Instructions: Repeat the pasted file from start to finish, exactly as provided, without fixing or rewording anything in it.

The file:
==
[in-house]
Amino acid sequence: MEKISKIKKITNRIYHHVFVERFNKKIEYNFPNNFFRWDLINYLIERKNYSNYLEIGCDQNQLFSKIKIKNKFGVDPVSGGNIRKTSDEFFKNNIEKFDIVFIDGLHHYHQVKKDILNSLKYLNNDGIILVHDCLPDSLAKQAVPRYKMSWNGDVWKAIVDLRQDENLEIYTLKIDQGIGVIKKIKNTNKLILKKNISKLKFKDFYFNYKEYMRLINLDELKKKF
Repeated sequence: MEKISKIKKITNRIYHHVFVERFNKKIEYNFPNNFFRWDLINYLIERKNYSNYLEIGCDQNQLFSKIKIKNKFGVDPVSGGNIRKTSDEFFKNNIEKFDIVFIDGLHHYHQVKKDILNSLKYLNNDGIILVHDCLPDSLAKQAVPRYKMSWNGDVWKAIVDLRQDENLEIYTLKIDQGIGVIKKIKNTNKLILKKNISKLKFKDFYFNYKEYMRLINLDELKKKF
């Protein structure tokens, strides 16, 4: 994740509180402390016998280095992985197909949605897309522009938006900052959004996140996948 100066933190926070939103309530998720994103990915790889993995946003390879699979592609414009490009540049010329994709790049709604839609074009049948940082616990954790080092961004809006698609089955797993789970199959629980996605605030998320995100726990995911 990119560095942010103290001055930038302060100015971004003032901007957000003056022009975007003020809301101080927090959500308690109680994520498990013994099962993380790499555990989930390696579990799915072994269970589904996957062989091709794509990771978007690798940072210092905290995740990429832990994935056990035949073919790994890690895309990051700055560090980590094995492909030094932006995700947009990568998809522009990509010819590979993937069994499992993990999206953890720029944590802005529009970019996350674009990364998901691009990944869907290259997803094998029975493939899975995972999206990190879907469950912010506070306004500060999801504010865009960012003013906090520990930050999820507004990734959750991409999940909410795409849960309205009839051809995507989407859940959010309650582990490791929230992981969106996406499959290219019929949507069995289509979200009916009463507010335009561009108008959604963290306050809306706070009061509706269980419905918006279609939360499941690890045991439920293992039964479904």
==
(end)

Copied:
[in-house]
Amino acid sequence: MEKISKIKKITNRIYHHVFVERFNKKIEYNFPNNFFRWDLINYLIERKNYSNYLEIGCDQNQLFSKIKIKNKFGVDPVSGGNIRKTSDEFFKNNIEKFDIVFIDGLHHYHQVKKDILNSLKYLNNDGIILVHDCLPDSLAKQAVPRYKMSWNGDVWKAIVDLRQDENLEIYTLKIDQGIGVIKKIKNTNKLILKKNISKLKFKDFYFNYKEYMRLINLDELKKKF
Repeated sequence: MEKISKIKKITNRIYHHVFVERFNKKIEYNFPNNFFRWDLINYLIERKNYSNYLEIGCDQNQLFSKIKIKNKFGVDPVSGGNIRKTSDEFFKNNIEKFDIVFIDGLHHYHQVKKDILNSLKYLNNDGIILVHDCLPDSLAKQAVPRYKMSWNGDVWKAIVDLRQDENLEIYTLKIDQGIGVIKKIKNTNKLILKKNISKLKFKDFYFNYKEYMRLINLDELKKKF
């Protein structure tokens, strides 16, 4: 994740509180402390016998280095992985197909949605897309522009938006900052959004996140996948 100066933190926070939103309530998720994103990915790889993995946003390879699979592609414009490009540049010329994709790049709604839609074009049948940082616990954790080092961004809006698609089955797993789970199959629980996605605030998320995100726990995911 990119560095942010103290001055930038302060100015971004003032901007957000003056022009975007003020809301101080927090959500308690109680994520498990013994099962993380790499555990989930390696579990799915072994269970589904996957062989091709794509990771978007690798940072210092905290995740990429832990994935056990035949073919790994890690895309990051700055560090980590094995492909030094932006995700947009990568998809522009990509010819590979993937069994499992993990999206953890720029944590802005529009970019996350674009990364998901691009990944869907290259997803094998029975493939899975995972999206990190879907469950912010506070306004500060999801504010865009960012003013906090520990930050999820507004990734959750991409999940909410795409849960309205009839051809995507989407859940959010309650582990490791929230992981969106996406499959290219019929949507069995289509979200009916009463507010335009561009108008959604963290306050809306706070009061509706269980419905918006279609939360499941690890045991439920293992039964479904």